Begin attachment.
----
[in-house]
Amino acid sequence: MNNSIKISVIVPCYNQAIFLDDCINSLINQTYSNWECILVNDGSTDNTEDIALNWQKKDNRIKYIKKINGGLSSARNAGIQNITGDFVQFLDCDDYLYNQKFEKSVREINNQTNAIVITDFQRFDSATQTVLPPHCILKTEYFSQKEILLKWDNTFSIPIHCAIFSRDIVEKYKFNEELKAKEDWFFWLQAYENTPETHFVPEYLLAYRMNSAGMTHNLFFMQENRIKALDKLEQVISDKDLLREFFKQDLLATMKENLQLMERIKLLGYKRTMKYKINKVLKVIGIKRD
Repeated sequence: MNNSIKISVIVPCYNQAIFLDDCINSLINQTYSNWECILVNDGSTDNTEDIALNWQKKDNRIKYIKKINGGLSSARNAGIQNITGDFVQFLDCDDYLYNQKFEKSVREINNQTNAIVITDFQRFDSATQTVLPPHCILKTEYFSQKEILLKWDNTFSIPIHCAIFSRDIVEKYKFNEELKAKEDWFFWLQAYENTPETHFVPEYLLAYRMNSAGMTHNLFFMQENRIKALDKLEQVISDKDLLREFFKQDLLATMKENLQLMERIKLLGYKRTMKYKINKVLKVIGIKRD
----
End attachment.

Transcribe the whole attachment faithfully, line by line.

[in-house]
Amino acid sequence: MNNSIKISVIVPCYNQAIFLDDCINSLINQTYSNWECILVNDGSTDNTEDIALNWQKKDNRIKYIKKINGGLSSARNAGIQNITGDFVQFLDCDDYLYNQKFEKSVREINNQTNAIVITDFQRFDSATQTVLPPHCILKTEYFSQKEILLKWDNTFSIPIHCAIFSRDIVEKYKFNEELKAKEDWFFWLQAYENTPETHFVPEYLLAYRMNSAGMTHNLFFMQENRIKALDKLEQVISDKDLLREFFKQDLLATMKENLQLMERIKLLGYKRTMKYKINKVLKVIGIKRD
Repeated sequence: MNNSIKISVIVPCYNQAIFLDDCINSLINQTYSNWECILVNDGSTDNTEDIALNWQKKDNRIKYIKKINGGLSSARNAGIQNITGDFVQFLDCDDYLYNQKFEKSVREINNQTNAIVITDFQRFDSATQTVLPPHCILKTEYFSQKEILLKWDNTFSIPIHCAIFSRDIVEKYKFNEELKAKEDWFFWLQAYENTPETHFVPEYLLAYRMNSAGMTHNLFFMQENRIKALDKLEQVISDKDLLREFFKQDLLATMKENLQLMERIKLLGYKRTMKYKINKVLKVIGIKRD